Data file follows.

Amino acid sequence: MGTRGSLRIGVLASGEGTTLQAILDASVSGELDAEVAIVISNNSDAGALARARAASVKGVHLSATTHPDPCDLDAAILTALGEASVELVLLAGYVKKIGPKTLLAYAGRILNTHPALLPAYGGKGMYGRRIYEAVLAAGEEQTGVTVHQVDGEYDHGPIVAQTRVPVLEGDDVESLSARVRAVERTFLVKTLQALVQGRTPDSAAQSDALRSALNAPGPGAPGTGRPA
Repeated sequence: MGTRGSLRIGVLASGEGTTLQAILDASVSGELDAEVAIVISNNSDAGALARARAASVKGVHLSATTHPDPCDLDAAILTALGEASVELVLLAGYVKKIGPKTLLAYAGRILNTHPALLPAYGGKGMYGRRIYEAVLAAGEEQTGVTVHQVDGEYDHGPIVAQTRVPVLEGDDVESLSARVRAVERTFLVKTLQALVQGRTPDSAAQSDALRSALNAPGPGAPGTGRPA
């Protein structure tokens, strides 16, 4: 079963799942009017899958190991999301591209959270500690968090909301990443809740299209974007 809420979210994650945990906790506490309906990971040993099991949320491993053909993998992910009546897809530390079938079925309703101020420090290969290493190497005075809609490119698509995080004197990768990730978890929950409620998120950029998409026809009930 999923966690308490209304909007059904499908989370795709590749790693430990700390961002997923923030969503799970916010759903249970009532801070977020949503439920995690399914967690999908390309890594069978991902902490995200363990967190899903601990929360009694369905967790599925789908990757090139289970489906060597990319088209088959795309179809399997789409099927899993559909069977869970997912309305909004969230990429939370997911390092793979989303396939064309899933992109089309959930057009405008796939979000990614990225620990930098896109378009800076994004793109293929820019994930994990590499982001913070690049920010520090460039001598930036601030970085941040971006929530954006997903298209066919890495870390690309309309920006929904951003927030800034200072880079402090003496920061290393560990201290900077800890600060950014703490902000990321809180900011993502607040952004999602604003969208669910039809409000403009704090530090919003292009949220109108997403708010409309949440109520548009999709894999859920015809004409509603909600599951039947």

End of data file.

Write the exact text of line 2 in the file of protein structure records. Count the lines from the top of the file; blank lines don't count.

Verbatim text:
Repeated sequence: MGTRGSLRIGVLASGEGTTLQAILDASVSGELDAEVAIVISNNSDAGALARARAASVKGVHLSATTHPDPCDLDAAILTALGEASVELVLLAGYVKKIGPKTLLAYAGRILNTHPALLPAYGGKGMYGRRIYEAVLAAGEEQTGVTVHQVDGEYDHGPIVAQTRVPVLEGDDVESLSARVRAVERTFLVKTLQALVQGRTPDSAAQSDALRSALNAPGPGAPGTGRPA